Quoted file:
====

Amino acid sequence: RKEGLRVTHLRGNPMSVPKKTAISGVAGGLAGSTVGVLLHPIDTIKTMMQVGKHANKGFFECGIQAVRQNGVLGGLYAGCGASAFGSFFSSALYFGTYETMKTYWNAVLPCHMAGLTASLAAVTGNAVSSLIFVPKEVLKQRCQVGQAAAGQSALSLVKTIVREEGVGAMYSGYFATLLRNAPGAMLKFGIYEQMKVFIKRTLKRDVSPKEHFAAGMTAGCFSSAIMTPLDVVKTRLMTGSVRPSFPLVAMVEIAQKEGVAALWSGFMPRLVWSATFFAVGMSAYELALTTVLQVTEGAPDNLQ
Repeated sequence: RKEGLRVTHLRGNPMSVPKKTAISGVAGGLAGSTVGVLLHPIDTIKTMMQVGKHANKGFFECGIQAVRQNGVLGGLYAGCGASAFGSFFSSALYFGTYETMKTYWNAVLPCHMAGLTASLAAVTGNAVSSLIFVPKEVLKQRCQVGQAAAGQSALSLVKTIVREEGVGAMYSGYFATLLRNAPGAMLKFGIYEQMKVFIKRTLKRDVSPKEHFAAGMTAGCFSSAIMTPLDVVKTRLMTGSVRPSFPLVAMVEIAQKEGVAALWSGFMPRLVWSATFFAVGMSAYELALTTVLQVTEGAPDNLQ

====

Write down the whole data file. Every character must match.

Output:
Amino acid sequence: RKEGLRVTHLRGNPMSVPKKTAISGVAGGLAGSTVGVLLHPIDTIKTMMQVGKHANKGFFECGIQAVRQNGVLGGLYAGCGASAFGSFFSSALYFGTYETMKTYWNAVLPCHMAGLTASLAAVTGNAVSSLIFVPKEVLKQRCQVGQAAAGQSALSLVKTIVREEGVGAMYSGYFATLLRNAPGAMLKFGIYEQMKVFIKRTLKRDVSPKEHFAAGMTAGCFSSAIMTPLDVVKTRLMTGSVRPSFPLVAMVEIAQKEGVAALWSGFMPRLVWSATFFAVGMSAYELALTTVLQVTEGAPDNLQ
Repeated sequence: RKEGLRVTHLRGNPMSVPKKTAISGVAGGLAGSTVGVLLHPIDTIKTMMQVGKHANKGFFECGIQAVRQNGVLGGLYAGCGASAFGSFFSSALYFGTYETMKTYWNAVLPCHMAGLTASLAAVTGNAVSSLIFVPKEVLKQRCQVGQAAAGQSALSLVKTIVREEGVGAMYSGYFATLLRNAPGAMLKFGIYEQMKVFIKRTLKRDVSPKEHFAAGMTAGCFSSAIMTPLDVVKTRLMTGSVRPSFPLVAMVEIAQKEGVAALWSGFMPRLVWSATFFAVGMSAYELALTTVLQVTEGAPDNLQ